Such a shame, I was looking forward to this for a while. Never mind, though. I’m devouring The Treason Of The Ghosts by Paul Doherty at the moment, so it looks like the reading problems may be receding. Fingers crossed.

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  3. I’m doubtless one of the people who banged on about this book as I’m a fan of Lovesey and Diamond – you might find the third in the series, THE SUMMONING, a stronger puzzle but maybe Lovesey just doesn’t ring your bell chum. If you want to try something a bit different, have you tried Alfred Bester’s THE DEMOLISHED MAN? It’s a terrific Science Fiction/Mystery hybrid, very well plotted and brilliantly told too.Or maybe Ira Levin’s A KISS BEFORE DYING? It has a twist at the halfway mark that really should take your breath away …

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    • Playing it safe for a while. Doherty, Tremayne, Ellis and Edwards and other historical stuff. Trying to get my head in the right place for the first attempt at for the great unwritten novel actually getting some words added to it…

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  4. I think that this is basically a question of taste. I am an enormous fan of Dickson Carr and so are you, you are a fan of Paul Doherty and I am not, you like FOYLE’S WAR more than MIDSOMER MURDERS and I feel the opposite way. There is something that you don’t like or appreciate about Lovesey’s books, but you can’t put it into words. I’ve noticed that when you review his books, you’re forced to admit that they are well plotted and characterised, but they’re not for you. We can’t all like everything. I have a blind spot about Raymond Chandler, although I know some reviewers worship the rain-slicked side-walk that he moves across. My guess is that if you don’t like Lovesey after these books, then you never will. It’s a shame, but there you are.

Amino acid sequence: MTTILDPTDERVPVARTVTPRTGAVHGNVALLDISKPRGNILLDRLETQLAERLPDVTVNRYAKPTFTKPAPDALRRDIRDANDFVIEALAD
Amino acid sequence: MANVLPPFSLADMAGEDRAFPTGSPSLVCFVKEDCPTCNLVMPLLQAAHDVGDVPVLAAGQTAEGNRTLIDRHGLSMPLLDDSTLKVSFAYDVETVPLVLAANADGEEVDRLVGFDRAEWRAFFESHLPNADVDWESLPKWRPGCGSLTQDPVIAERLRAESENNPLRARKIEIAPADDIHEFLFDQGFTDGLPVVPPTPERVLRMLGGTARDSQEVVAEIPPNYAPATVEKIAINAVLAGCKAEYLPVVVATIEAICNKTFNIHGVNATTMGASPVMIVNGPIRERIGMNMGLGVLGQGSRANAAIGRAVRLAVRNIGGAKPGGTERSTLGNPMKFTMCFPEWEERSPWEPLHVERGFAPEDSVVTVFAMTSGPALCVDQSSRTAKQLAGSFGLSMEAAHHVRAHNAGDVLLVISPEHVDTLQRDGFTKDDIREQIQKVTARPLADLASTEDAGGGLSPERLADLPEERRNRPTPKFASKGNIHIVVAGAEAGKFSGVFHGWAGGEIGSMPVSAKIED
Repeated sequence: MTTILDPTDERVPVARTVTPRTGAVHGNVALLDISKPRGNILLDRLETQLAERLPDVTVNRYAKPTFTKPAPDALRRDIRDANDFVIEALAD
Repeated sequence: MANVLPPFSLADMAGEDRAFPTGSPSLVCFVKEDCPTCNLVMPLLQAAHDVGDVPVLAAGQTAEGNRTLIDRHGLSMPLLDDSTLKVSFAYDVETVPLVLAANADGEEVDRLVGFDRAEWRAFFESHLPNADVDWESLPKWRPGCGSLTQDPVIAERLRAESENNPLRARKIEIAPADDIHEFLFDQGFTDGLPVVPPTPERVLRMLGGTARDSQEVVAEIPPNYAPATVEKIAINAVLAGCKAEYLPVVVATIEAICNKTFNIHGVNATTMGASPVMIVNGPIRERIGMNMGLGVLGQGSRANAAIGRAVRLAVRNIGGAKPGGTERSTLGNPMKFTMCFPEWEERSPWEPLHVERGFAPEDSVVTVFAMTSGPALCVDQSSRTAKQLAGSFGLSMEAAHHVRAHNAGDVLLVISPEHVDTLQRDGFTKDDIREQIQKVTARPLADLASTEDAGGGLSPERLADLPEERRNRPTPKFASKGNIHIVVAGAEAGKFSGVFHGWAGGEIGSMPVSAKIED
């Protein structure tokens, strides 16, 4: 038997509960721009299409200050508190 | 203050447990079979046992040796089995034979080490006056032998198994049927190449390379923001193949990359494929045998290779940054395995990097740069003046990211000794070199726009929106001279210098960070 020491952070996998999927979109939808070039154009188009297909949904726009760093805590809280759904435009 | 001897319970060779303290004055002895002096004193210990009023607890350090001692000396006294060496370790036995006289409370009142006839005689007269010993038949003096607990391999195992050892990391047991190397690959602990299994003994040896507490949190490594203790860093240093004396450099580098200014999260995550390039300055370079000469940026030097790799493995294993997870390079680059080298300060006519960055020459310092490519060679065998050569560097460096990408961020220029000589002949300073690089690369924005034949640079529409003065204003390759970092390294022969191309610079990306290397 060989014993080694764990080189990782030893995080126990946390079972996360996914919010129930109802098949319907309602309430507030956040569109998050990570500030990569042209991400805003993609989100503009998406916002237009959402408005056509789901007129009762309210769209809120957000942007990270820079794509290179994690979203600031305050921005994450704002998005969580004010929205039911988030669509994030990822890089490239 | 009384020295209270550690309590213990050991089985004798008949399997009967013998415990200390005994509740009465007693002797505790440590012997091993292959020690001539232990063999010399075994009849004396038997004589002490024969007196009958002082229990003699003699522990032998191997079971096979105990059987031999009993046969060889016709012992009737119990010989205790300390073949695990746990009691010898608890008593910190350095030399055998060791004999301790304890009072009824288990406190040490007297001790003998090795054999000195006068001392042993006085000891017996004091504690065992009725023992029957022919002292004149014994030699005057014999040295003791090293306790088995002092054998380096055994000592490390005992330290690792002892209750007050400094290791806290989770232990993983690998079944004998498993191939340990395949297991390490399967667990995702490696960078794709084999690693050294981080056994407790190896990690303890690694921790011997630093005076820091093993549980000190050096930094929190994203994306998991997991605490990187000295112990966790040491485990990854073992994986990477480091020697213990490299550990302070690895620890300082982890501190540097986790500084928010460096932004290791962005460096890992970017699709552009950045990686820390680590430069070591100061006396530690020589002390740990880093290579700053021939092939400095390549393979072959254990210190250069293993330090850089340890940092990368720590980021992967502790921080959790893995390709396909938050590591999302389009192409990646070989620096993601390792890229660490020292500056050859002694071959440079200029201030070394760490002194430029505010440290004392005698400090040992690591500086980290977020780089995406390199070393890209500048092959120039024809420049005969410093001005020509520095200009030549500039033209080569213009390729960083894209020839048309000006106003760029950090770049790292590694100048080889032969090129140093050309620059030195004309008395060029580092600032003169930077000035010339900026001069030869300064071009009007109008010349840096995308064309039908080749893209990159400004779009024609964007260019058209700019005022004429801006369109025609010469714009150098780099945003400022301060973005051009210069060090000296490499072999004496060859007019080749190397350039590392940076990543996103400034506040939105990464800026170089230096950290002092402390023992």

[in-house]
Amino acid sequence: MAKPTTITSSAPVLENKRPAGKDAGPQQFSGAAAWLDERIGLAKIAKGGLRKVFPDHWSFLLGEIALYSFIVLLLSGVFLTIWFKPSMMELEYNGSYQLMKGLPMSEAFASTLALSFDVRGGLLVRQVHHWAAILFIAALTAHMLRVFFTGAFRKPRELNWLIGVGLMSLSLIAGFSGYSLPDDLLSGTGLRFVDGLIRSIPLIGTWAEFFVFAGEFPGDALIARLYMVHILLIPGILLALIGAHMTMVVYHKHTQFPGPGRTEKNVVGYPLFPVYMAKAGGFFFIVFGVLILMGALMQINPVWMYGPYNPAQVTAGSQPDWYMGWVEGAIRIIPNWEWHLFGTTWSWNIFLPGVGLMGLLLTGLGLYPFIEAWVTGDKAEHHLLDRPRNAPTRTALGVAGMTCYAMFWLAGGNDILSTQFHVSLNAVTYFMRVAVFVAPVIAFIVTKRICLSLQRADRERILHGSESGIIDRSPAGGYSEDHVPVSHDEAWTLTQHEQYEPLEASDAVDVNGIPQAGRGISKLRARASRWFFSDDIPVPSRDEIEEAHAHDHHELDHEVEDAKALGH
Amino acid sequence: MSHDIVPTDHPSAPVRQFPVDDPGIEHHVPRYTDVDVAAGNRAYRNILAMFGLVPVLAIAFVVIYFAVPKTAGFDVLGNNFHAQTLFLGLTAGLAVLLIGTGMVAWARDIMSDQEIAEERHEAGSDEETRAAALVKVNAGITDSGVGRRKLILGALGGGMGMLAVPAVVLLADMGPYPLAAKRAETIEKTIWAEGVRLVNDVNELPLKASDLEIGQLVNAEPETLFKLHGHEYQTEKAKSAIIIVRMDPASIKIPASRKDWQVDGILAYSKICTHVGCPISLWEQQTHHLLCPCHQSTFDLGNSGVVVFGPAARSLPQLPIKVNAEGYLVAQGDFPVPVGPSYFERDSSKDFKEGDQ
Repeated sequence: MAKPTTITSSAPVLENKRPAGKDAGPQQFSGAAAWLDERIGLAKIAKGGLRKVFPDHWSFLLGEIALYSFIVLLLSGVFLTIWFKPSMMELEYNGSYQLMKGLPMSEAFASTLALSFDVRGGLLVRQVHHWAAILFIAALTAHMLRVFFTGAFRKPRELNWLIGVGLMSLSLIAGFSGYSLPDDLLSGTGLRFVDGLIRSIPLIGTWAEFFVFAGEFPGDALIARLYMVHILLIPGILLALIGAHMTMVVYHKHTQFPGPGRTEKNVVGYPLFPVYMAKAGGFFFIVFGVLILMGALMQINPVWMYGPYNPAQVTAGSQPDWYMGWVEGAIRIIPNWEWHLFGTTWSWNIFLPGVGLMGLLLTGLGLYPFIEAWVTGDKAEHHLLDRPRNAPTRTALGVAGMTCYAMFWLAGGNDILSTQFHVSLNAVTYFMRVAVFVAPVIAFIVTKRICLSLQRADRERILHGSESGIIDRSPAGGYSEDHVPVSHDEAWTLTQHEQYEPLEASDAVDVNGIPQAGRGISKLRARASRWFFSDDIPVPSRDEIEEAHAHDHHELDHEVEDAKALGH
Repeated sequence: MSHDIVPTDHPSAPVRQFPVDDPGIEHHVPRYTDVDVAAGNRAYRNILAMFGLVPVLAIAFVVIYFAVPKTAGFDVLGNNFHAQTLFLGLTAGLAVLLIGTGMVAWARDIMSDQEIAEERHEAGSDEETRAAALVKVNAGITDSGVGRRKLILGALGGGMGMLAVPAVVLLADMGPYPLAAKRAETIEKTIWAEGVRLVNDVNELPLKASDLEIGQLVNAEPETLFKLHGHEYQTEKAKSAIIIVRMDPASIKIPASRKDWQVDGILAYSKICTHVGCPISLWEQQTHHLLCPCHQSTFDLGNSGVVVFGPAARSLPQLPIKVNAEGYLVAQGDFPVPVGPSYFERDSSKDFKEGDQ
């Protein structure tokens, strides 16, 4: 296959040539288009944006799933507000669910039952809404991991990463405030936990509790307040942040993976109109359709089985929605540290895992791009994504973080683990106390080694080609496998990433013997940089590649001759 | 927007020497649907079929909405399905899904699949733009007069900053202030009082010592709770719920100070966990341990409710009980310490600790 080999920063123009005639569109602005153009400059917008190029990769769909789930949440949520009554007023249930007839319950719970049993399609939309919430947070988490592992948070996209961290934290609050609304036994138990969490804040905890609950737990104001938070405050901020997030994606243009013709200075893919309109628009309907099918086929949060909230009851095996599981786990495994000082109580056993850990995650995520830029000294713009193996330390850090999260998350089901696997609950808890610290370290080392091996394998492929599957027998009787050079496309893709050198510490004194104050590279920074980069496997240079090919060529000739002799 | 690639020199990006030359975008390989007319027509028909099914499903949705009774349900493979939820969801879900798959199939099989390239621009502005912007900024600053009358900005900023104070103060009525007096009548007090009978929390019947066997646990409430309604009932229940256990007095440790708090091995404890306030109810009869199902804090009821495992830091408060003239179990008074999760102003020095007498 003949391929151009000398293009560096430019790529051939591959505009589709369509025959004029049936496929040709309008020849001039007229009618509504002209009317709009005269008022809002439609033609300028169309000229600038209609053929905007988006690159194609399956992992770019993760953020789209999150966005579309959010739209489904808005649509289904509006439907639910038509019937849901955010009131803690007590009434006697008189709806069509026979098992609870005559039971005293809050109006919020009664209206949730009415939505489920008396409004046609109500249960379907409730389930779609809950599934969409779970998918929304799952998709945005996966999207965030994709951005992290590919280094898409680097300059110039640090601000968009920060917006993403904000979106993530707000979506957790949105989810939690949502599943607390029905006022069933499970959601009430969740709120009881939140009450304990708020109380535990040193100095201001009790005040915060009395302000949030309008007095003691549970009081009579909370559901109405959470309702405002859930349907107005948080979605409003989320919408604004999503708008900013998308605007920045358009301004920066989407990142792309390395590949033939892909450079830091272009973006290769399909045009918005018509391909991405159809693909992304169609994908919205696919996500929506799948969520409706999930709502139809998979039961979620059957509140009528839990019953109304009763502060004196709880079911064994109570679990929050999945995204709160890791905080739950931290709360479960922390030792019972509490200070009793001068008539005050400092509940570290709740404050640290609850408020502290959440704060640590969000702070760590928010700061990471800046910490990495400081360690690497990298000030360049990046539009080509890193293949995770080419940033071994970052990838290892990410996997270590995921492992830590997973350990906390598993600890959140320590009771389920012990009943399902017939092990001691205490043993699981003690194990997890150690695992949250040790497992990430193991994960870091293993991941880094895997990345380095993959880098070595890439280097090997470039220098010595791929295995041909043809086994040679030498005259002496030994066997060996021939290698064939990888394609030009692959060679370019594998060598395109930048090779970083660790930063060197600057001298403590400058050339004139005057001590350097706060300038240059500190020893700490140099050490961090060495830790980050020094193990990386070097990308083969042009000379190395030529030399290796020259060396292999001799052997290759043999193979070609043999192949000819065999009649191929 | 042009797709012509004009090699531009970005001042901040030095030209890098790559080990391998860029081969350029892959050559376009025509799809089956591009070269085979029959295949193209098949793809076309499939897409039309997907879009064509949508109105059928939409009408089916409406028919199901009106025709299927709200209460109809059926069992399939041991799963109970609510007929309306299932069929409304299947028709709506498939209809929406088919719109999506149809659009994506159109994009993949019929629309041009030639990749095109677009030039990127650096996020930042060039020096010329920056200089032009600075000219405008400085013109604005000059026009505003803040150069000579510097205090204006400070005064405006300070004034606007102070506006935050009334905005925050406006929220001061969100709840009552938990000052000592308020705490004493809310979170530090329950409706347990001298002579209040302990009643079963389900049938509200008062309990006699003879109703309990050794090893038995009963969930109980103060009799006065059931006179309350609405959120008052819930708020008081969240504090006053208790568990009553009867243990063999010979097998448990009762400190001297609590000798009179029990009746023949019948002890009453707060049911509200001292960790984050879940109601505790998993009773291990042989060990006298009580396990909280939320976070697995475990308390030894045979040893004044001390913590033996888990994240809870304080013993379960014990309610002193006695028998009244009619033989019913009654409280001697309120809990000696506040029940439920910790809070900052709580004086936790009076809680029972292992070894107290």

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    • What confuses me somewhat is that I felt so differently about each Diamond book. I really liked Bloodhounds, Stagestruck was well-written but had a rather silly plot, and this one… just felt a bit dull. I’m intrigued about this disparity and I will be coming back in the future.

      Talking about future posts, have you been getting messages about my upcoming Foyle’s War post? Or did I tweet something recently?

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  5. There is a little bit on the side of this page which says GET MY REVIEWS ON TWITTER, and it makes your opinions on FOYLE and MIDSOMER veeerrrrrrry clear. (:

    You’re not alone in that disparity. There have been authors where every time I try a different book of theirs, I’m not certain if I’m going to love or hate it, I’ve enjoyed every single Lovesey that I’ve read, but I’ve noticed that certain reviewers seem to like some of them more than others. There are certainly some readers who love his early CRIBB books, but dislike everything that he’s written since.

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    • Oh yeah, forgot about that tweet. Going to watch a few more Foyle before coming to a firm conclusion but the two so far seem to be proper mysteries either a smart use of the setting as opposed to most current Midsomer outings where spotting the murderer seems like a dumbed down version of Pin The Tail On The Donkey.

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  6. I do like MIDSOMER because it is rather silly and frivolous, rather than treating the genre with exaggerated seriousness. FOYLE’S WAR is a very well done show, but one of the things that annoys me is the way that Foyle is essentially a modern man, with all of the correct opinions of a modern man. I don’t mind him being enlightened, but I’ve read some books by policemen of that rank from that era, and they do occasionally say things that make one cringe. If the writers would only dare to make him a little less perfect, I would like him a lot more.